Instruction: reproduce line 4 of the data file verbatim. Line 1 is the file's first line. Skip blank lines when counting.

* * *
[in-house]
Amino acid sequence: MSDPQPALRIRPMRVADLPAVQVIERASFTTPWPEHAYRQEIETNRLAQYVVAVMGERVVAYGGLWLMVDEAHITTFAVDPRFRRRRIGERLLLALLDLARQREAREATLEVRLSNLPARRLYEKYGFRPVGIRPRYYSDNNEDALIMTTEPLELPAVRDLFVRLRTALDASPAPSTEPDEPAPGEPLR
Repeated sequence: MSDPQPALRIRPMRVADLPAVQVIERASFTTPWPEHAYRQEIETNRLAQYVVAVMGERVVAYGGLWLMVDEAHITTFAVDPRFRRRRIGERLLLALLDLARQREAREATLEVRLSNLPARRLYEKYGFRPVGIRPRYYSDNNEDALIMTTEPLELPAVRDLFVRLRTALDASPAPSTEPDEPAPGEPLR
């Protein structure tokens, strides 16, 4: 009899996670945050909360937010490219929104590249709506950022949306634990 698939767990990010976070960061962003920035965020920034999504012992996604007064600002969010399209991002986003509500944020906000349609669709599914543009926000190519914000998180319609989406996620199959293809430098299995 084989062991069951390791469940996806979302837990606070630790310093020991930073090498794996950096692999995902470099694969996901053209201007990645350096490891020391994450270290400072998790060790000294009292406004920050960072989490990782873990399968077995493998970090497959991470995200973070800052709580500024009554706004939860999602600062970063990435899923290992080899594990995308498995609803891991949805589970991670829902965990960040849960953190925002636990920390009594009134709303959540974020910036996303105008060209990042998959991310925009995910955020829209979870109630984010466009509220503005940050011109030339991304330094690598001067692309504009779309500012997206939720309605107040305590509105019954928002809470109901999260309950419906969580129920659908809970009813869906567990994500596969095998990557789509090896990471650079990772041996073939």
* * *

């Protein structure tokens, strides 16, 4: 009899996670945050909360937010490219929104590249709506950022949306634990 698939767990990010976070960061962003920035965020920034999504012992996604007064600002969010399209991002986003509500944020906000349609669709599914543009926000190519914000998180319609989406996620199959293809430098299995 084989062991069951390791469940996806979302837990606070630790310093020991930073090498794996950096692999995902470099694969996901053209201007990645350096490891020391994450270290400072998790060790000294009292406004920050960072989490990782873990399968077995493998970090497959991470995200973070800052709580500024009554706004939860999602600062970063990435899923290992080899594990995308498995609803891991949805589970991670829902965990960040849960953190925002636990920390009594009134709303959540974020910036996303105008060209990042998959991310925009995910955020829209979870109630984010466009509220503005940050011109030339991304330094690598001067692309504009779309500012997206939720309605107040305590509105019954928002809470109901999260309950419906969580129920659908809970009813869906567990994500596969095998990557789509090896990471650079990772041996073939």